Oh Laxmi! Chapter 4

Chapter 4

At home, Mamta had finished the morning’s chores and was preparing to go out to get the necessaries for the dinner. As she passed the little table in the corner of the room where they all slept and the girls did their study she picked up one of the books belonging to Amali and opened it. It was full of diagrams and numbers and words she didn’t understand and although she tried hard as she turned the pages squinting at it, there was nothing in there that seemed to make any sense to her. Then, like a curtain lifting in a dark store room, she saw not rubbish and boxes but something else in a corner of the room that piqued her interest. She put the book down, squared it up with the others and left the house.

Out on the street since it was mid-morning the office workers had long gone to work, the students to school or university, the construction workers were already grinding banging and digging but the streets were not the usual heaving queues that often constituted street traffic in India. Although pretty much at any time of day but particularly at festivals the markets and areas around Laxmi Rd were a crush of people like the focus of the eye of India had turned in on itself. Laxmi Rd was the place to buy any manner of trinkets clothing jewellery cloth, in fact it was said that if you couldn’t find something in Laxmi Rd you wouldn’t find it anywhere.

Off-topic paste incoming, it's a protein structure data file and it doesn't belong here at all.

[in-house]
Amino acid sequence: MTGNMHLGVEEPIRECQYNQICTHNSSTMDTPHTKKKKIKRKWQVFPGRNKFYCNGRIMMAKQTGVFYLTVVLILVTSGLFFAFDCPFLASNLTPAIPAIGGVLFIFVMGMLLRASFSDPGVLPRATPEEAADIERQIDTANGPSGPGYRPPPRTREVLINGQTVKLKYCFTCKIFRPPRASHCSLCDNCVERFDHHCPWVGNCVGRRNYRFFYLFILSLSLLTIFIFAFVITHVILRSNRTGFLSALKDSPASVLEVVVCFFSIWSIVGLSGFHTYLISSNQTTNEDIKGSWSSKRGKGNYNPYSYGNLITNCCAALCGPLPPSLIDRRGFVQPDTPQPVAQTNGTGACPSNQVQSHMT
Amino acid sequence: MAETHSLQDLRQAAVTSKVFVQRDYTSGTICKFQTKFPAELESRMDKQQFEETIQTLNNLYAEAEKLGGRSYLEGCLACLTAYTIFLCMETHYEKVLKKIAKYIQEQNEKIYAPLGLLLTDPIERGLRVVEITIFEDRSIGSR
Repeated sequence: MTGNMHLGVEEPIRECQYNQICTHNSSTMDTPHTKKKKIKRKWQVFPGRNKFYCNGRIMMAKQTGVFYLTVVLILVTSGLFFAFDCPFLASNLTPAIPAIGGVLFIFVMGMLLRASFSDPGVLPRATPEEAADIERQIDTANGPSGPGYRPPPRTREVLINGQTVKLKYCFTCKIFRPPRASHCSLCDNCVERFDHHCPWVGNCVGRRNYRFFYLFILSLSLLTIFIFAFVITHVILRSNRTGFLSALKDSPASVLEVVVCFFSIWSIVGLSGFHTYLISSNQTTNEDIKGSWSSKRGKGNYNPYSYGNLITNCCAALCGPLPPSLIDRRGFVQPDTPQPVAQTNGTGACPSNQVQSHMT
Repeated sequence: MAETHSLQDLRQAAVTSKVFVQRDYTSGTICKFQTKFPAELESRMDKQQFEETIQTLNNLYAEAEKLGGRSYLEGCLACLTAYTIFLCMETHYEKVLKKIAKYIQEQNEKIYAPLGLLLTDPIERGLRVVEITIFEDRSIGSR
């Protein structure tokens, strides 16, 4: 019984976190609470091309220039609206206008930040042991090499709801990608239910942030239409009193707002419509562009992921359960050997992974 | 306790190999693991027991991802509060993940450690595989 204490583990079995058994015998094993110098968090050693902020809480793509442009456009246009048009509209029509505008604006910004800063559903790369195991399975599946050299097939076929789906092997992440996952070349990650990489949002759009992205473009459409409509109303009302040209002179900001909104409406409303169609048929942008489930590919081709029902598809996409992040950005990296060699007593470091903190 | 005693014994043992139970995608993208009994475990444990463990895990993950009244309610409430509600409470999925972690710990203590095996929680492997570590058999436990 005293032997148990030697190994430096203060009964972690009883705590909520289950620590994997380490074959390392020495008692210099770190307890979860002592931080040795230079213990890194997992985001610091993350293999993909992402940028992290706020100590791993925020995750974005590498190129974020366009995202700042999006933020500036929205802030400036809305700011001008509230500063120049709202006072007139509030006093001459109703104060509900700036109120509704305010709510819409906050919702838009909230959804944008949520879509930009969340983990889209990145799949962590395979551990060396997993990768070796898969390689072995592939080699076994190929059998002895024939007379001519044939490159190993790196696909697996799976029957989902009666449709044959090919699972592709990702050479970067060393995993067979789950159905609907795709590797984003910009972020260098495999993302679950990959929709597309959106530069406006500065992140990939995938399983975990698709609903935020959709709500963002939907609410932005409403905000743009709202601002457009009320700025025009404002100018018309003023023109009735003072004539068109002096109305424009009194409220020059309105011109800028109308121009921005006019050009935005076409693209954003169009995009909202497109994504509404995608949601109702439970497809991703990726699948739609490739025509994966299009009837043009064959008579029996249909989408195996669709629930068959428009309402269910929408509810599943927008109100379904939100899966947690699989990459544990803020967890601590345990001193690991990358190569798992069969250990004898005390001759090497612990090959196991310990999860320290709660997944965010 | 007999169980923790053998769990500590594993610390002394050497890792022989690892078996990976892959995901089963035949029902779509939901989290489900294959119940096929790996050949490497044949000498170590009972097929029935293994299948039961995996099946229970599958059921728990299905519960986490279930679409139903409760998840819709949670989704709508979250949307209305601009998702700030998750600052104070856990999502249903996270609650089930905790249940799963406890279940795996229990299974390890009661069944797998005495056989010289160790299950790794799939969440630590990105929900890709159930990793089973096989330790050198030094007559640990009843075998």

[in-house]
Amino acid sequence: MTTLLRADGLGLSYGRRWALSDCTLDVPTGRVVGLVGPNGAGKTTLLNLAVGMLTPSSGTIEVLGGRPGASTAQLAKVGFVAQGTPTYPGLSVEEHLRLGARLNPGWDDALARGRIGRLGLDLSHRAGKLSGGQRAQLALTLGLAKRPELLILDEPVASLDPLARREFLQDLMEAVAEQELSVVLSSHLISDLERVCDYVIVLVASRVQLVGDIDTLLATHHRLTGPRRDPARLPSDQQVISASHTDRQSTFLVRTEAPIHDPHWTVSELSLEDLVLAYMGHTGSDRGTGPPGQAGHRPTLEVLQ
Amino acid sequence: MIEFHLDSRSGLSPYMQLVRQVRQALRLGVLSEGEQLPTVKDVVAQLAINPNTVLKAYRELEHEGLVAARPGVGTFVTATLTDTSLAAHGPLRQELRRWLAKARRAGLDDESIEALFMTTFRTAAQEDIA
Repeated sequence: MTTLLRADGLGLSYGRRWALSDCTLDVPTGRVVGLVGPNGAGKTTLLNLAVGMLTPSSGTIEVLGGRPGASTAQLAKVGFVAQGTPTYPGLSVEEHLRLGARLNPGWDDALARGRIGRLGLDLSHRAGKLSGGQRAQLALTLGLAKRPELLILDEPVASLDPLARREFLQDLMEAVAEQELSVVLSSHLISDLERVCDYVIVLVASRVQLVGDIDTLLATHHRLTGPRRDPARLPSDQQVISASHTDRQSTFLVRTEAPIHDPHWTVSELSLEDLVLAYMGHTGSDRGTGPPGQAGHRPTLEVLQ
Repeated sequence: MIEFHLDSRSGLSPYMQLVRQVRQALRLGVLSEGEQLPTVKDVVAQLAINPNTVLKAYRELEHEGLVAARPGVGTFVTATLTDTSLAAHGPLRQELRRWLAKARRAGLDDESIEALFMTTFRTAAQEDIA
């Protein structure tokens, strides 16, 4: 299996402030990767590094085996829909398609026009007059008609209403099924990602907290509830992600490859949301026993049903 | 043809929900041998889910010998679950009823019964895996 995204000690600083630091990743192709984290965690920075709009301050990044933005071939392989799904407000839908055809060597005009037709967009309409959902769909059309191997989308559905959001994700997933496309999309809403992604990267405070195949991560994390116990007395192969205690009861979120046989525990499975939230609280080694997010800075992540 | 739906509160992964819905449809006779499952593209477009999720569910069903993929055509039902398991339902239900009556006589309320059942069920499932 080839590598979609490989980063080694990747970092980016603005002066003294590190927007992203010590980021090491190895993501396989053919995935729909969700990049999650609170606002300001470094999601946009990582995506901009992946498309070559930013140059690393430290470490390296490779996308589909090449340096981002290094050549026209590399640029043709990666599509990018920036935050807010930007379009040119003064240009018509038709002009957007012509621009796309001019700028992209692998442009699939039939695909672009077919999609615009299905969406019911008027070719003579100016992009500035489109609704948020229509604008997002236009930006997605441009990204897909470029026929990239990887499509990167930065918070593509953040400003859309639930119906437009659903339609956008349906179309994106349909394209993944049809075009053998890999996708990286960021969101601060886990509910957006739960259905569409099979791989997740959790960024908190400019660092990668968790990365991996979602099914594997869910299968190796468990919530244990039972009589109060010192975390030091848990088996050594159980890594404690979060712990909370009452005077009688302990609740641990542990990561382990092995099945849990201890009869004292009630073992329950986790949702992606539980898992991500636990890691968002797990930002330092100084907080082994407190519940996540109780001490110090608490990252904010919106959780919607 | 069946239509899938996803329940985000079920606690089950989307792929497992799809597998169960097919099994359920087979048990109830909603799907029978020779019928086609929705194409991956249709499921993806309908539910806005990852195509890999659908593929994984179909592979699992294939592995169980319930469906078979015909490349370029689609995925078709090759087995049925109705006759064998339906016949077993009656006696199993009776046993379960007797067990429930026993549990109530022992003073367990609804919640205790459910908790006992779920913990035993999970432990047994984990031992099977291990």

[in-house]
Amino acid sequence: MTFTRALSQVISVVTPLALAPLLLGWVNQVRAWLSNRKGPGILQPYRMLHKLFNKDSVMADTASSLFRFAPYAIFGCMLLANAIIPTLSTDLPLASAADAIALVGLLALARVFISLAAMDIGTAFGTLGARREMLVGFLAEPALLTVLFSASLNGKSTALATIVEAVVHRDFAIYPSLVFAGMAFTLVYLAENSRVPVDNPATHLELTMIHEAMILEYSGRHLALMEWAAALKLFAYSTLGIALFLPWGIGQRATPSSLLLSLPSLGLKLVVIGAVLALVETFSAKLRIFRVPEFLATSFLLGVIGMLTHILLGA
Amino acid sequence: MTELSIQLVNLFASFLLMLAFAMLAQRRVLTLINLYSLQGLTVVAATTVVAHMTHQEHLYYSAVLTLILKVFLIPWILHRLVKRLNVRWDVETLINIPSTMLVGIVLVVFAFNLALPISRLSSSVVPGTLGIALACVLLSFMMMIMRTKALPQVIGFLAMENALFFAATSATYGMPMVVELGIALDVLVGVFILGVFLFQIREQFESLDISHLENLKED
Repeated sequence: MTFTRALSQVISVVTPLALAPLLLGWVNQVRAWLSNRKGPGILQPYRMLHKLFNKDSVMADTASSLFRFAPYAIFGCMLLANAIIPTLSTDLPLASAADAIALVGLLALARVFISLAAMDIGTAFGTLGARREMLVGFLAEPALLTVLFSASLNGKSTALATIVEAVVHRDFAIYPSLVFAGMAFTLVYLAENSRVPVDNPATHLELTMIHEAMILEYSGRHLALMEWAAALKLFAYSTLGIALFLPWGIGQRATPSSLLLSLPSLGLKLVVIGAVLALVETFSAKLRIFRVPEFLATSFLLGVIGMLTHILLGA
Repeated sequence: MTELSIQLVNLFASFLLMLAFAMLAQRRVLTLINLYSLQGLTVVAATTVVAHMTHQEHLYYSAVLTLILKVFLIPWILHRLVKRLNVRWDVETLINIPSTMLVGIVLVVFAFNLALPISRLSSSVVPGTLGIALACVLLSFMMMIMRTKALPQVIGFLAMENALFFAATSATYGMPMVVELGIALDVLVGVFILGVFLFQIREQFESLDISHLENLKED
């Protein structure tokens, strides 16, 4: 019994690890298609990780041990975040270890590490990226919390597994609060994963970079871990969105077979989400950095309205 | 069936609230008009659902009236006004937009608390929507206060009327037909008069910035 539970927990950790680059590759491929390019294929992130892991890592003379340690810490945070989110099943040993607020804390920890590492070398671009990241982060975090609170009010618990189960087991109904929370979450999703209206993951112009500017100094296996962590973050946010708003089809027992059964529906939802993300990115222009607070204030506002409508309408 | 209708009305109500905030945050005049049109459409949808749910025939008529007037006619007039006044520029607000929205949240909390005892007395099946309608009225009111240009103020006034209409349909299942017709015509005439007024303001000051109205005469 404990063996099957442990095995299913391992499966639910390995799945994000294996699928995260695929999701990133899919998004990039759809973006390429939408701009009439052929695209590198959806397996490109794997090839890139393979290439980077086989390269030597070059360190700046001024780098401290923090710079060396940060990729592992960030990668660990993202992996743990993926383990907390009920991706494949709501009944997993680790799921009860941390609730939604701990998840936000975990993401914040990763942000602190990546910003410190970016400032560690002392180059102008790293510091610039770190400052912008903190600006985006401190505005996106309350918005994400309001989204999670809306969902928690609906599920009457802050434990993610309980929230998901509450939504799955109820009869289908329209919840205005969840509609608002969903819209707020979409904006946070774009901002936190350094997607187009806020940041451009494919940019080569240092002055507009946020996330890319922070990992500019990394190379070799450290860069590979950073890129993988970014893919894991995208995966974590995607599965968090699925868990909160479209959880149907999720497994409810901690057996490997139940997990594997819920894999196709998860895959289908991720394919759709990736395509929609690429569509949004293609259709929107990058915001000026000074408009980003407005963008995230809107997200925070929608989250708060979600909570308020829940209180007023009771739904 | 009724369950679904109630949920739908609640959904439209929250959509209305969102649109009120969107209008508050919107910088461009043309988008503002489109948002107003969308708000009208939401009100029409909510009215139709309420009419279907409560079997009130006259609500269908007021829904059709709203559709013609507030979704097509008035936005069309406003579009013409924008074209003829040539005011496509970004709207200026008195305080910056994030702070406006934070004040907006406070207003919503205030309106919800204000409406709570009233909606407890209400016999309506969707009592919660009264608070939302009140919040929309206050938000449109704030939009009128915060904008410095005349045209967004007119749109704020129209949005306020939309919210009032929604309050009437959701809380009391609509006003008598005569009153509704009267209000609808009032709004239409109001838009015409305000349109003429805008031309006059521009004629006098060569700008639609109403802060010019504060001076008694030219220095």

Down a few hundred metres from where they lived in their two roomed house was a little group of shops where Mamta had been coming for the small needs of her family. Here she could buy the little green fingers of okra, French beans thin as straws, paneer, milk, bananas both yellow and occasionally in season the large red ones, small sweet pineapples and for a short season strawberries from Mahabaleshwar or Panchagani. These cost a lot though up to 150 rupees for a kilo at the peak of the season which was beyond their means. The rest of the shopping was generally at Phule Market, which everyone called Mandai, where there was an enormous bustling open market and here you could truly buy anything edible or otherwise. At the back of the market almost opposite the church was where the carcasses and scraps of off cuts were thrown onto a tray truck and the smell was horrific even by normal standards. Rats, cats, dogs and crows vied for a meal as some of the refuse spilled over the top and slid to the ground in long stinking cables of sinew attached to bone skin and fat.